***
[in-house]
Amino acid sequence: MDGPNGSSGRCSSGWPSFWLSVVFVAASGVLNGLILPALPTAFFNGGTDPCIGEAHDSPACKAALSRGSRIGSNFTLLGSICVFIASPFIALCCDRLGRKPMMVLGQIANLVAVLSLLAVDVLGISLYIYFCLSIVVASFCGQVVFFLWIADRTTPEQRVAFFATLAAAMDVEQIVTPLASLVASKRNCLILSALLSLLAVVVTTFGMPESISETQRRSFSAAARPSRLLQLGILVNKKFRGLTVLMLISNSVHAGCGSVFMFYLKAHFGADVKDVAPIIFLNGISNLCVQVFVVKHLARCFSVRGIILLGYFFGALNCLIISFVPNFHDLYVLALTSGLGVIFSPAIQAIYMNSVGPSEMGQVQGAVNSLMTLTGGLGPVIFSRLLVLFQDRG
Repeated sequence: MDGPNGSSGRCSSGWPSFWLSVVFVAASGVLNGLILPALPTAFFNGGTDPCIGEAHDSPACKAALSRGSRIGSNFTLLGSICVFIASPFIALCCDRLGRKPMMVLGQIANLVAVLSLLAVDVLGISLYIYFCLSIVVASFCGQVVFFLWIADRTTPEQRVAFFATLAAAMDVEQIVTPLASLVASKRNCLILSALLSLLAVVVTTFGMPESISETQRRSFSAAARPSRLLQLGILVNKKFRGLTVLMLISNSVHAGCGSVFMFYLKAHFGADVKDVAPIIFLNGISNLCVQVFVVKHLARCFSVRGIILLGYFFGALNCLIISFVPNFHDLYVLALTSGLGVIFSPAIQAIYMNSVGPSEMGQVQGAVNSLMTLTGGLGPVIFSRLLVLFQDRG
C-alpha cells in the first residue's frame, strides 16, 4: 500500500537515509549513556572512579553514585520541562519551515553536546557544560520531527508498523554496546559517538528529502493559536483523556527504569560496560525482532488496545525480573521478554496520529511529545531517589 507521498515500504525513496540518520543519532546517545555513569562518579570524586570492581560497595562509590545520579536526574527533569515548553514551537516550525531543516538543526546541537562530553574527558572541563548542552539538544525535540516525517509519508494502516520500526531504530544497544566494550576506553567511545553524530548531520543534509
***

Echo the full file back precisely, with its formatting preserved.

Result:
[in-house]
Amino acid sequence: MDGPNGSSGRCSSGWPSFWLSVVFVAASGVLNGLILPALPTAFFNGGTDPCIGEAHDSPACKAALSRGSRIGSNFTLLGSICVFIASPFIALCCDRLGRKPMMVLGQIANLVAVLSLLAVDVLGISLYIYFCLSIVVASFCGQVVFFLWIADRTTPEQRVAFFATLAAAMDVEQIVTPLASLVASKRNCLILSALLSLLAVVVTTFGMPESISETQRRSFSAAARPSRLLQLGILVNKKFRGLTVLMLISNSVHAGCGSVFMFYLKAHFGADVKDVAPIIFLNGISNLCVQVFVVKHLARCFSVRGIILLGYFFGALNCLIISFVPNFHDLYVLALTSGLGVIFSPAIQAIYMNSVGPSEMGQVQGAVNSLMTLTGGLGPVIFSRLLVLFQDRG
Repeated sequence: MDGPNGSSGRCSSGWPSFWLSVVFVAASGVLNGLILPALPTAFFNGGTDPCIGEAHDSPACKAALSRGSRIGSNFTLLGSICVFIASPFIALCCDRLGRKPMMVLGQIANLVAVLSLLAVDVLGISLYIYFCLSIVVASFCGQVVFFLWIADRTTPEQRVAFFATLAAAMDVEQIVTPLASLVASKRNCLILSALLSLLAVVVTTFGMPESISETQRRSFSAAARPSRLLQLGILVNKKFRGLTVLMLISNSVHAGCGSVFMFYLKAHFGADVKDVAPIIFLNGISNLCVQVFVVKHLARCFSVRGIILLGYFFGALNCLIISFVPNFHDLYVLALTSGLGVIFSPAIQAIYMNSVGPSEMGQVQGAVNSLMTLTGGLGPVIFSRLLVLFQDRG
C-alpha cells in the first residue's frame, strides 16, 4: 500500500537515509549513556572512579553514585520541562519551515553536546557544560520531527508498523554496546559517538528529502493559536483523556527504569560496560525482532488496545525480573521478554496520529511529545531517589 507521498515500504525513496540518520543519532546517545555513569562518579570524586570492581560497595562509590545520579536526574527533569515548553514551537516550525531543516538543526546541537562530553574527558572541563548542552539538544525535540516525517509519508494502516520500526531504530544497544566494550576506553567511545553524530548531520543534509